Was Spokane too much of a backwater for punk rock? Not if musicians like Jan Gregor or Brad Muller had anything to say about it. Spokane’s relative isolation in the early 80s made the “do it yourself” spirit of punk a necessity--local bar owners had so little interest in new music that Gregor’s band Sweet Madness would rent warehouses to put on their shows. But Sweet Madness and Muller’s band Strangulon, among others, found a dedicated following for punk, new wave and performance art, and helped to foster a lasting scene.
And backwater or not, the city was on the map for major touring bands. After D.O.A. and Black Flag both played Spokane dates in 1985, promoter Kevin Miller admitted “we can actually bring major punk acts to Spokane.” But there was also a unique Spokane scene, with local musicians and other artists collaborating to give voice to new and controversial ideas. In 1983, for example, promoter Leslie Swalley put on “Irrigate the Cultural Wastelands,” a night of music and performance art that the Spokesman-Review called a “three-ring circus.”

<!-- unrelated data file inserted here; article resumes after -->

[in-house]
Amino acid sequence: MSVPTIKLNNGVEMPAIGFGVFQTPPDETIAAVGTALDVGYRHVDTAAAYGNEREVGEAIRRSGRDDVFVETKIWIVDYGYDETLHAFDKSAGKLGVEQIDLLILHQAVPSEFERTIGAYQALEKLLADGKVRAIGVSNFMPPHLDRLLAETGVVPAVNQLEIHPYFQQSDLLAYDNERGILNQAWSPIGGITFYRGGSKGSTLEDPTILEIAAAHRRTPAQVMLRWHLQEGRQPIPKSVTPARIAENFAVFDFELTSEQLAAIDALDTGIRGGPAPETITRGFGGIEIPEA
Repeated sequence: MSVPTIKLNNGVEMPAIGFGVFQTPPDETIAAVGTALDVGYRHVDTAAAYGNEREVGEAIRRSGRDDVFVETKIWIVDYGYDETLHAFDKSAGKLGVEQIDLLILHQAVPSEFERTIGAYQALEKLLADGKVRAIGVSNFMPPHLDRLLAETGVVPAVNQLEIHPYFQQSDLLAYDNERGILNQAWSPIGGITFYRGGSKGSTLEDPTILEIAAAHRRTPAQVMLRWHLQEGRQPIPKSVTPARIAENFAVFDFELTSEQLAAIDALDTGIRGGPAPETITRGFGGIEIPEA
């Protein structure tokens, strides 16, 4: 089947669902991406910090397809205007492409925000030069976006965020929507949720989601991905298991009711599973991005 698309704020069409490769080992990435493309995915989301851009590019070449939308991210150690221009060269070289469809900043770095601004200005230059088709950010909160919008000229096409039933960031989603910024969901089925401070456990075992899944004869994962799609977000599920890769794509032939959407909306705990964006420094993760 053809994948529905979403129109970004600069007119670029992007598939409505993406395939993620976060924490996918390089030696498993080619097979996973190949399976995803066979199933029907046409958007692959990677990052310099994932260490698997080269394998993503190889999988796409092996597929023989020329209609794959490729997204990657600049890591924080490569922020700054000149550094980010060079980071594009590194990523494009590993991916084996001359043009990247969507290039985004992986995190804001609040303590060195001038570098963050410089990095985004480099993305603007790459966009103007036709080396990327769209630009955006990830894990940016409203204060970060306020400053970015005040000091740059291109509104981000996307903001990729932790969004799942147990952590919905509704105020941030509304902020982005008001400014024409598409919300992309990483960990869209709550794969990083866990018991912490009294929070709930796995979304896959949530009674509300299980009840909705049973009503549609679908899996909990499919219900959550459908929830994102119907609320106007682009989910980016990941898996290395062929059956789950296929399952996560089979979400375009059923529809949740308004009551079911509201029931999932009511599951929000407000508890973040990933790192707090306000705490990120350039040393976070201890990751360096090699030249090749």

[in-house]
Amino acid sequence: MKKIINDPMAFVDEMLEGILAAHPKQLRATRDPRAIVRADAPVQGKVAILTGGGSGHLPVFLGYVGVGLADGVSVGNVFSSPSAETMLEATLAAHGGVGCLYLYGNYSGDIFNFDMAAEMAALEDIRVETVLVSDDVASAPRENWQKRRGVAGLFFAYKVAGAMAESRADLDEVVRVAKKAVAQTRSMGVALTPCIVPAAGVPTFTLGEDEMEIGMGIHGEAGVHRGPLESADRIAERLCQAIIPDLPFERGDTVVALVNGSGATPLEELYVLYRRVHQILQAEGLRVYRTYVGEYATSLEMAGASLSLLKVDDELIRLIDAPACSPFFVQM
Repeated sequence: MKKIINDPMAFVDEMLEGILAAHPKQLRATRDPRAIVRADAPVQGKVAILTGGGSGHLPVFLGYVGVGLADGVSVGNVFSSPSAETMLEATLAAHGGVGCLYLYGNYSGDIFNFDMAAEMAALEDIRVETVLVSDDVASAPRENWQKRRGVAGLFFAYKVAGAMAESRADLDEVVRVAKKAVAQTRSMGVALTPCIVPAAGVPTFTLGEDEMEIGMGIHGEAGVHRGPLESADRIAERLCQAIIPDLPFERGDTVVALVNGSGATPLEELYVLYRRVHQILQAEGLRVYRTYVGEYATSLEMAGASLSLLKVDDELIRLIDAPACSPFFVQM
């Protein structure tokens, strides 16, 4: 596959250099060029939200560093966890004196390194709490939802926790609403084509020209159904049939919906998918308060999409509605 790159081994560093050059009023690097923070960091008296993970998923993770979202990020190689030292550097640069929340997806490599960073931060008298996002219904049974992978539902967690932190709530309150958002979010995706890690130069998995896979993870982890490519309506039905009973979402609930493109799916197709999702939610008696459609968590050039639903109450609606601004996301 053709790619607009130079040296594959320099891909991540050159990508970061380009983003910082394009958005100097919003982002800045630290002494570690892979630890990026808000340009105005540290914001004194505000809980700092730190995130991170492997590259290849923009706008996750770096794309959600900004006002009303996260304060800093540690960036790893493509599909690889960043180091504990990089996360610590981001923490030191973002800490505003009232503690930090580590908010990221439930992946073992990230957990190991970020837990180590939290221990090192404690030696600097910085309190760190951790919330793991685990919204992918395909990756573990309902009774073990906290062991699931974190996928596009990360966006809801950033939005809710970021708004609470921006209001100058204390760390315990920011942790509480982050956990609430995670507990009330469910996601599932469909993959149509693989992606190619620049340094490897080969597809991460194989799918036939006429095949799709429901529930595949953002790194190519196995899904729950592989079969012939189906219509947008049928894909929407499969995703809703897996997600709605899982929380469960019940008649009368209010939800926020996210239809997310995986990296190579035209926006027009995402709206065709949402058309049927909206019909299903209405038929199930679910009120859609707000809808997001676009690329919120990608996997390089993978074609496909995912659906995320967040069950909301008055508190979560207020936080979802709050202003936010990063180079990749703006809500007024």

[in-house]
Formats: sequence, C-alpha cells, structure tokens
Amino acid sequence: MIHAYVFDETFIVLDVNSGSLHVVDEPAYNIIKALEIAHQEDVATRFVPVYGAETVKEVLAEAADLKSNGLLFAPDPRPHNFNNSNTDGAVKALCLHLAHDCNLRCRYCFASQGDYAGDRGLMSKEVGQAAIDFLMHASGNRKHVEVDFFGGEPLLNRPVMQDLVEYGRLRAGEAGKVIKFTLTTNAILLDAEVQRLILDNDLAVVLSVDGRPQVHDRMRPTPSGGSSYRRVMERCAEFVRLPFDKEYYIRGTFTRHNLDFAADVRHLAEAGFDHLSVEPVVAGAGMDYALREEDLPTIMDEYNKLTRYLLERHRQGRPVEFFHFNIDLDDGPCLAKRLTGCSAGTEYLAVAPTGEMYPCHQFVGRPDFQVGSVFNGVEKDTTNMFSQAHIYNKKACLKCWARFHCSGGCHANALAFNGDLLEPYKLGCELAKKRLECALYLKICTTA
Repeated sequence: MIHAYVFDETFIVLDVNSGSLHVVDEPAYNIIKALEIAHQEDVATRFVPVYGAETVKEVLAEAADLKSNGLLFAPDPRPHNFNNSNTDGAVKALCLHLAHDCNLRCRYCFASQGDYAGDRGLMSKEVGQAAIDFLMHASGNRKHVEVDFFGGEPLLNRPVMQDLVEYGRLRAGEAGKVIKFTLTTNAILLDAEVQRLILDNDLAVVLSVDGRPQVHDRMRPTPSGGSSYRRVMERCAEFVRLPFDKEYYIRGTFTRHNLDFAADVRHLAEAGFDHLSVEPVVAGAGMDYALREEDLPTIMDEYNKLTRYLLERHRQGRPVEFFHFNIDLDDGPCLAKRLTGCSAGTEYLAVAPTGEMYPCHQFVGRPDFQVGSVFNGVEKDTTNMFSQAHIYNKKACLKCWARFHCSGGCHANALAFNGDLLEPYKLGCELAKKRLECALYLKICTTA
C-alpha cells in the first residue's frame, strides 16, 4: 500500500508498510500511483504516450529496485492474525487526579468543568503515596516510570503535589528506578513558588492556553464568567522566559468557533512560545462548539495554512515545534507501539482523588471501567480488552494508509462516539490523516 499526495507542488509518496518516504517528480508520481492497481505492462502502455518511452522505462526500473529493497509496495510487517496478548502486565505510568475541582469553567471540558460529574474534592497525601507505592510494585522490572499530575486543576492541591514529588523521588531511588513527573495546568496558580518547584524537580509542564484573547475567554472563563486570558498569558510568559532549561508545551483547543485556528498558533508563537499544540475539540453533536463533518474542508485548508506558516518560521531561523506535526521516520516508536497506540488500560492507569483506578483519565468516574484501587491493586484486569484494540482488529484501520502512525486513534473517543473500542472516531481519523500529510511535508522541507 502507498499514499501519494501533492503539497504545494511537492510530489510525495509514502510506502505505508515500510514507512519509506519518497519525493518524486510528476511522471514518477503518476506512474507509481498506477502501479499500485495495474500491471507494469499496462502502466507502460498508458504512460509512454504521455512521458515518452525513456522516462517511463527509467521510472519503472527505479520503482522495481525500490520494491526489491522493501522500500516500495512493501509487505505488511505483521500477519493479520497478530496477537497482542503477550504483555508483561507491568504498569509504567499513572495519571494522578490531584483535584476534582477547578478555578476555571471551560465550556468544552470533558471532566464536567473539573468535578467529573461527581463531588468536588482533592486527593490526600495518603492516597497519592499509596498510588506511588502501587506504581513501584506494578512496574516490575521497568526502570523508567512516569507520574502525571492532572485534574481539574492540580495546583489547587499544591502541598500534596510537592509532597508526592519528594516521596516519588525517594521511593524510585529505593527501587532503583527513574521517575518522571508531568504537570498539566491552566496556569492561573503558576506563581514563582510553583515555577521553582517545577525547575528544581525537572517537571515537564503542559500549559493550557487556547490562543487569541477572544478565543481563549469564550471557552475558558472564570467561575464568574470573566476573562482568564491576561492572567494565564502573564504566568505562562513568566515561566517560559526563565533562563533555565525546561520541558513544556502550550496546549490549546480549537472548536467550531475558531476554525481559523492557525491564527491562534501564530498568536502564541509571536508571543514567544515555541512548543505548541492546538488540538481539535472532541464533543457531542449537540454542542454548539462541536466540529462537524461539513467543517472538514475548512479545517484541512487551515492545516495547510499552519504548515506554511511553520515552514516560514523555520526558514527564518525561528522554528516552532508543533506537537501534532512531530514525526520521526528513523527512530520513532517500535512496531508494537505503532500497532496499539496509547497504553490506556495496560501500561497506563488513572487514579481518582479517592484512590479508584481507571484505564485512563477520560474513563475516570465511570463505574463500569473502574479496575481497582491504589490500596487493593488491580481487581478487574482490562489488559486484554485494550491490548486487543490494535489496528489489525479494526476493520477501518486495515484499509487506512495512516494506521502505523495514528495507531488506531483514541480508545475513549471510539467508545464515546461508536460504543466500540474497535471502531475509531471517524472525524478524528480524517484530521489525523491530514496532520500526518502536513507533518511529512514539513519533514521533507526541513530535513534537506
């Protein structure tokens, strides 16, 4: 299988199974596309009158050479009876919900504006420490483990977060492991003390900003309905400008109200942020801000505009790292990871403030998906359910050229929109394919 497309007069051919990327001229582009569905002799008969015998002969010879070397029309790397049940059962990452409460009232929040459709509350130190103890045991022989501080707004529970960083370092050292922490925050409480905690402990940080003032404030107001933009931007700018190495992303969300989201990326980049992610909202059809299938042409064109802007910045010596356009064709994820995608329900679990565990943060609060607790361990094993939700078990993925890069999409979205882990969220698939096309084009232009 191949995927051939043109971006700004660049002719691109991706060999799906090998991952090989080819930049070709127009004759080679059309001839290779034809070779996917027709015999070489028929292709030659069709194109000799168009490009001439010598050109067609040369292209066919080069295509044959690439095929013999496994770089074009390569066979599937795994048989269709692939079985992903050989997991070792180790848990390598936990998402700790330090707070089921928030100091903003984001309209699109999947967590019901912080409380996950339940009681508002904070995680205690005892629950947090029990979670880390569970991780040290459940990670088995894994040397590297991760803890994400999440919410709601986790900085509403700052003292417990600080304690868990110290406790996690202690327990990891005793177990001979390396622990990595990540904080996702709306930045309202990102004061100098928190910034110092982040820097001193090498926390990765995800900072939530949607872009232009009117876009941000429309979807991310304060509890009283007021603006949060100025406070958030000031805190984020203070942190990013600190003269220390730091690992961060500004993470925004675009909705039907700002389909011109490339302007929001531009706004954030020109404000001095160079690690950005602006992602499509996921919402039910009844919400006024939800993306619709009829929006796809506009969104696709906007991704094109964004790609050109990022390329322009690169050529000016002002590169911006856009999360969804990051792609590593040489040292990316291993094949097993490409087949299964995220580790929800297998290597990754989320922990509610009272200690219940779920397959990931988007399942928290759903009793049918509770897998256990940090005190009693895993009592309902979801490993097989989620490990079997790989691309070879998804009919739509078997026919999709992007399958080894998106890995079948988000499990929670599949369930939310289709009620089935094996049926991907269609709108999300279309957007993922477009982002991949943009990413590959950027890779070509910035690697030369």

On this location in 1985, Moe’s Body Shop opened as an attempt to create a lasting, all-ages space for the local punk scene. Punk acts had struggled to find space for shows. “Irrigate the Cultural Wastelands,” for instance, took place at the West Central Community Center, rather than in a club. Moe’s Body Shop was well-attended while it lasted, but it closed within months over fire code violations. 123 Arts followed a similar path in 1988. The repeated shutdowns owed something to a strained relationship between the punk scene and the rest of the community; Parents were divided over the appropriateness of punk events for younger teens, and police often broke up events. Brent Biever, one of the owners of Moe’s, said he felt they were being “discriminated against just for being creative.”
While the 1980s punk craze had faded by the end of the century, punk isn’t dead yet in Spokane. The 2011 documentary Spokanarchy! chronicles the early scene, and also collects a soundtrack of recordings by the Spokane bands featured in the film. Today, our punk and metal scene continues to support local bands. But even more, Spokane’s alternative arts scene owes something to that first wave of punk rockers carving out a space for something new.